In this phase, we will give estimates of development and production times; in addition to the costs, personnel and necessary productive means. We will also define some technical and organizational aspects. Although all this will be optimized and clarified as the car development progresses. It's important to have deadlines by which a series of vehicle tests should have been completed, so that delays can be detected and taken action before it's too late.
All this results in documents that are highly secret and will be sent to the brand's design center. The commercial success or failure of the models that the brand will launch in five years will depend on these documents. At drivingyourdream we have been able to access part of these secret documents, although we cannot publish the information, it has allowed us to develop this posts.
Product Concept - Product line
The brand must be able to introduce a new model to the market at the exact moment that consumers want it, and with the appropriate technologies. This is why, no matter how much we initially define the vehicle, it will always undergo some changes as it develops.
For a vehicle program to be profitable for the brand, demand must be sustained throughout its useful life, until it's replaced by a new version. Introducing a new model to replace the old one is also a crucial decision. Normally, to keep the brand image, it's advisable to renew, even slightly, the models every two or three years. If this weren't done, the customer would feel that he's buying a vehicle identical to one that has been on the market for the last three years. So he may choose to purchase a second-hand one, and this wouldn't encourage the manufacture of new cars.
In addition, the consumer quickly tires of the novelties and after two or three years it's necessary to introduce new changes. The dilemma arises when a model is selling really well, Why change it? Will the new one sell just as well? Knowing these kinds of questions gives designers an advantage. So understanding the needs, motivations and fears of the brand when introducing a new vehicle to the market can be the success key for the automotive designer.
It's very important today that a manufacturer can offer a wide range of products that are positioned at different strategic points in the market. For a designer, it's important to know the concept of economies of scale, that is, the ability to reduce unit cost by increasing production. This shouldn't only apply to a specific model, but to the entire product line of the car brand. If the same machine can manufacture the same part for several vehicles, it can represent significant savings.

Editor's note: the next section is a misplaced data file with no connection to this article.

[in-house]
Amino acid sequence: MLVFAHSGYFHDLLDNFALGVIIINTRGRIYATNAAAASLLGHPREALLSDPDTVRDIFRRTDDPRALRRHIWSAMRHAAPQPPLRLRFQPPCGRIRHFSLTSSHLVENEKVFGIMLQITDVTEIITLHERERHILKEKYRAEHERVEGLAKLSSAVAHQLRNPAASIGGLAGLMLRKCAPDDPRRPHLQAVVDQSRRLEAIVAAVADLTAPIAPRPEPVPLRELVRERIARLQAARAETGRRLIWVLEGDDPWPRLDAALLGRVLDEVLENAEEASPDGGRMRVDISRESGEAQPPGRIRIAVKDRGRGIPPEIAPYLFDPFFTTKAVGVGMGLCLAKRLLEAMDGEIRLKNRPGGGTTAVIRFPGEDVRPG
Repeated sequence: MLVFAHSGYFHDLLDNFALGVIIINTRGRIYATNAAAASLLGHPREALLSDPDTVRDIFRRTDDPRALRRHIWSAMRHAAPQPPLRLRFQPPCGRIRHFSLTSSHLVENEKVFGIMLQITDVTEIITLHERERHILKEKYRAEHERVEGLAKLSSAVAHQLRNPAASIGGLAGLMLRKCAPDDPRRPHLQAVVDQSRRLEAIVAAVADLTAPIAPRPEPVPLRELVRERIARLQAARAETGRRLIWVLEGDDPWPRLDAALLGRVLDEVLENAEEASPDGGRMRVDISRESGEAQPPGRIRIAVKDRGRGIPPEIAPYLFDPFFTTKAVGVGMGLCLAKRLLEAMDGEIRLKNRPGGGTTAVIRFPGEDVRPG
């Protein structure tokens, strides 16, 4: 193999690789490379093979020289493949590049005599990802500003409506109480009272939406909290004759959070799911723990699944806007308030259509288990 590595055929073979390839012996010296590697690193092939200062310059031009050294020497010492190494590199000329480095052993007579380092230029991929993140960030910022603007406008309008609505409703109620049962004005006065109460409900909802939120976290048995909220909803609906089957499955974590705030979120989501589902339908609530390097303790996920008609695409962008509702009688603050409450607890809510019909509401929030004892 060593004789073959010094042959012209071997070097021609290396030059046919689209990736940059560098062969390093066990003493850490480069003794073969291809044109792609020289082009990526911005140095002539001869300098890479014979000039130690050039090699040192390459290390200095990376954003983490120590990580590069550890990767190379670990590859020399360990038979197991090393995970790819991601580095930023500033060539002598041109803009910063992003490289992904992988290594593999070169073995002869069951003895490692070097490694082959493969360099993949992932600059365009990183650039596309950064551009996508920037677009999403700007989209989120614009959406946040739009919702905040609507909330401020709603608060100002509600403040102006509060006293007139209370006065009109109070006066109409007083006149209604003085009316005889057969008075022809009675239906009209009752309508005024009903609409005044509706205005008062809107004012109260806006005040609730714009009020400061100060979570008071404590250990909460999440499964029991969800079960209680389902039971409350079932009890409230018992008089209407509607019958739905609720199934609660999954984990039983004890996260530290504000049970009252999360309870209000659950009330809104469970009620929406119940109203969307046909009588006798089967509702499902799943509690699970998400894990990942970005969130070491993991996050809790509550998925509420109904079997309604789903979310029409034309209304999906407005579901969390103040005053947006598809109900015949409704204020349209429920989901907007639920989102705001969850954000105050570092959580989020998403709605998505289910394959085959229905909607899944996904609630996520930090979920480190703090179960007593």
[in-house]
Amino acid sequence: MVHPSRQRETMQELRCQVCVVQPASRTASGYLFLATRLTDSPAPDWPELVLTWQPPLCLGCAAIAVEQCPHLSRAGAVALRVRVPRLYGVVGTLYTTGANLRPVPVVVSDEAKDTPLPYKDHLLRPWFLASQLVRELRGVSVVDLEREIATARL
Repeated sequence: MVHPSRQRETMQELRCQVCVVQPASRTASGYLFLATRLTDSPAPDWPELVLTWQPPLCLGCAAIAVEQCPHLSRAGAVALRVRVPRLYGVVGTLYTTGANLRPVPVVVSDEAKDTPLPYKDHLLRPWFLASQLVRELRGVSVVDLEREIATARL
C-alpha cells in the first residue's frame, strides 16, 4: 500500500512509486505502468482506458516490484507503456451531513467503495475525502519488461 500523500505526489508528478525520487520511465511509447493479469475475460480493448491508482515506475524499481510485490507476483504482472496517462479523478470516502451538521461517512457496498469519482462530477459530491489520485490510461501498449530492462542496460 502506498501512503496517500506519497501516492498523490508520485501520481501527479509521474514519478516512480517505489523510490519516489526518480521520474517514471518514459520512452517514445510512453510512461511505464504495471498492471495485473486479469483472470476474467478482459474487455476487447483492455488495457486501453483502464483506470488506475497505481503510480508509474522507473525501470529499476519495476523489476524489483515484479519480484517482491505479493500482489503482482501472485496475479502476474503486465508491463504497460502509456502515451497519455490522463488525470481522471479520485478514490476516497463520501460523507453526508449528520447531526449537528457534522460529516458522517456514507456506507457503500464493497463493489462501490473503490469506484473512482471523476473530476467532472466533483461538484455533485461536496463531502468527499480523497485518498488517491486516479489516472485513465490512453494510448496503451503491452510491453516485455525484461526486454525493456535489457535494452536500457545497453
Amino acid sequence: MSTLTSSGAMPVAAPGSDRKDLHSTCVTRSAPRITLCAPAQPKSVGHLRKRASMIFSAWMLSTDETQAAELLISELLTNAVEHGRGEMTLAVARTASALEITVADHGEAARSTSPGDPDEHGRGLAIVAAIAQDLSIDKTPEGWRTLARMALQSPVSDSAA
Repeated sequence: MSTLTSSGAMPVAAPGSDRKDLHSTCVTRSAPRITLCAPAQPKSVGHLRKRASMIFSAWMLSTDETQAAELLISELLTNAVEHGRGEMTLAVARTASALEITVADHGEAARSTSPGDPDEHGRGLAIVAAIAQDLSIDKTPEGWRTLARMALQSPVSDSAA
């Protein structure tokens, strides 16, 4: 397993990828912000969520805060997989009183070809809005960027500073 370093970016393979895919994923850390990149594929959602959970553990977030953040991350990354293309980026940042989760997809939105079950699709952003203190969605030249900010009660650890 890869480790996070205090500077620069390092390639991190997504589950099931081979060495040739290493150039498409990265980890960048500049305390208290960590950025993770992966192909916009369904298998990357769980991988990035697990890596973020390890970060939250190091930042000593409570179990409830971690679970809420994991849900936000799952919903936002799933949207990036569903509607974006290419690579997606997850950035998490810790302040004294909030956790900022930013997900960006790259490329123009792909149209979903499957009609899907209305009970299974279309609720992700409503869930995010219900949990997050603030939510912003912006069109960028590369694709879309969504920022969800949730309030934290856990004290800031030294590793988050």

Assure continuity to the manufacturer's product line is important both for the brand identity of the vehicles and for the cost savings it entails. In this way, the production costs of the different models are similar, except for the motorization. For example, a segment D sedan will cost about 25% more to manufacture than the compact in segment B, within the same line. The designer must adapt to this, and create models with common characteristics and in accordance with the brand's design language.
After all, both models go through the same validation tests (dynamic tests, crash tests…), the same regulatory costs (certifications, approvals), and the manufacturing and assembly process is practically similar. A segment-D vehicle with respect to a segment B, with the same engine, becomes more expensive in materials. But in the overall process of car design there is not that much difference in manufacturing costs between the two segments. A manufacturer usually makes more profit from selling models in a larger segment than a smaller one. A current trend is to position B segment models within the Premium sector to increase profit within this category. This happens for example with Abarth for Fiat.
Once we have the product concept, in the next week we will see the next stage: Automotive styling.